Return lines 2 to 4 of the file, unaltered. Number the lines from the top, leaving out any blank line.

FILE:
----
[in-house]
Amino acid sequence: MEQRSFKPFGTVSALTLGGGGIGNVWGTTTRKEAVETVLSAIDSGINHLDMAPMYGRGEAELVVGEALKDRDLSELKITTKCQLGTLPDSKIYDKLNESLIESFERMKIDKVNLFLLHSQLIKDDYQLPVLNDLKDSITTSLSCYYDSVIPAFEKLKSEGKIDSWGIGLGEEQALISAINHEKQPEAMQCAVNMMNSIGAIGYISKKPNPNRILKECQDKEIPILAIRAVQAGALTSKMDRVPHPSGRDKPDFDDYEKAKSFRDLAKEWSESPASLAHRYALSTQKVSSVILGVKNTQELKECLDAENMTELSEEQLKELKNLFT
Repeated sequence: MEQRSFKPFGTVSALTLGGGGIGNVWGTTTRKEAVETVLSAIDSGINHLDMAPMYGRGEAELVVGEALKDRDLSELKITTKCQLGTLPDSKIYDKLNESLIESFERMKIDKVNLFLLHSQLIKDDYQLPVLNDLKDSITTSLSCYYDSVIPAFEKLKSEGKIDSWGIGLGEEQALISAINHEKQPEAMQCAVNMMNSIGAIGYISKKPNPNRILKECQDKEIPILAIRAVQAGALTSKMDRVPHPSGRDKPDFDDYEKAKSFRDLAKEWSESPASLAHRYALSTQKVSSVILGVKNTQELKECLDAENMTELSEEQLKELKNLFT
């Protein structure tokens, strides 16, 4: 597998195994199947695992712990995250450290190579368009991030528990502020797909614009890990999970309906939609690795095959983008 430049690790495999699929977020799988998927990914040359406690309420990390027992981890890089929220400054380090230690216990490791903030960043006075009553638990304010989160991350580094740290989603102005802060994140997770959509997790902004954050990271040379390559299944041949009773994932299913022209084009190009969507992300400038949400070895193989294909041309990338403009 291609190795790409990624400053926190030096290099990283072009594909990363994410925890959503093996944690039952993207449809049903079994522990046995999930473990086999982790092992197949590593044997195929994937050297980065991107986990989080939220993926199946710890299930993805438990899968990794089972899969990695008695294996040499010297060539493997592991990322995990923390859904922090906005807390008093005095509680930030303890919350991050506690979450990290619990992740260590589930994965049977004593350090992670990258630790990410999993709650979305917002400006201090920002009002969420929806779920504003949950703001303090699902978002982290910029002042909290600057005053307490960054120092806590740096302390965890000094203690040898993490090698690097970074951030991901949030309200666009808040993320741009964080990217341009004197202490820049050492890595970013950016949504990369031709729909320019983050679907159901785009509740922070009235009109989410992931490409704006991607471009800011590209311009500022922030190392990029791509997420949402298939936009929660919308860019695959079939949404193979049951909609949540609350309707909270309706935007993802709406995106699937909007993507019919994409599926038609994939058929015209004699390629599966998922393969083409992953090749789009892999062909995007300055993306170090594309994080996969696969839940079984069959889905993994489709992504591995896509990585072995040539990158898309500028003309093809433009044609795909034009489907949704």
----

Amino acid sequence: MEQRSFKPFGTVSALTLGGGGIGNVWGTTTRKEAVETVLSAIDSGINHLDMAPMYGRGEAELVVGEALKDRDLSELKITTKCQLGTLPDSKIYDKLNESLIESFERMKIDKVNLFLLHSQLIKDDYQLPVLNDLKDSITTSLSCYYDSVIPAFEKLKSEGKIDSWGIGLGEEQALISAINHEKQPEAMQCAVNMMNSIGAIGYISKKPNPNRILKECQDKEIPILAIRAVQAGALTSKMDRVPHPSGRDKPDFDDYEKAKSFRDLAKEWSESPASLAHRYALSTQKVSSVILGVKNTQELKECLDAENMTELSEEQLKELKNLFT
Repeated sequence: MEQRSFKPFGTVSALTLGGGGIGNVWGTTTRKEAVETVLSAIDSGINHLDMAPMYGRGEAELVVGEALKDRDLSELKITTKCQLGTLPDSKIYDKLNESLIESFERMKIDKVNLFLLHSQLIKDDYQLPVLNDLKDSITTSLSCYYDSVIPAFEKLKSEGKIDSWGIGLGEEQALISAINHEKQPEAMQCAVNMMNSIGAIGYISKKPNPNRILKECQDKEIPILAIRAVQAGALTSKMDRVPHPSGRDKPDFDDYEKAKSFRDLAKEWSESPASLAHRYALSTQKVSSVILGVKNTQELKECLDAENMTELSEEQLKELKNLFT
């Protein structure tokens, strides 16, 4: 597998195994199947695992712990995250450290190579368009991030528990502020797909614009890990999970309906939609690795095959983008 430049690790495999699929977020799988998927990914040359406690309420990390027992981890890089929220400054380090230690216990490791903030960043006075009553638990304010989160991350580094740290989603102005802060994140997770959509997790902004954050990271040379390559299944041949009773994932299913022209084009190009969507992300400038949400070895193989294909041309990338403009 291609190795790409990624400053926190030096290099990283072009594909990363994410925890959503093996944690039952993207449809049903079994522990046995999930473990086999982790092992197949590593044997195929994937050297980065991107986990989080939220993926199946710890299930993805438990899968990794089972899969990695008695294996040499010297060539493997592991990322995990923390859904922090906005807390008093005095509680930030303890919350991050506690979450990290619990992740260590589930994965049977004593350090992670990258630790990410999993709650979305917002400006201090920002009002969420929806779920504003949950703001303090699902978002982290910029002042909290600057005053307490960054120092806590740096302390965890000094203690040898993490090698690097970074951030991901949030309200666009808040993320741009964080990217341009004197202490820049050492890595970013950016949504990369031709729909320019983050679907159901785009509740922070009235009109989410992931490409704006991607471009800011590209311009500022922030190392990029791509997420949402298939936009929660919308860019695959079939949404193979049951909609949540609350309707909270309706935007993802709406995106699937909007993507019919994409599926038609994939058929015209004699390629599966998922393969083409992953090749789009892999062909995007300055993306170090594309994080996969696969839940079984069959889905993994489709992504591995896509990585072995040539990158898309500028003309093809433009044609795909034009489907949704």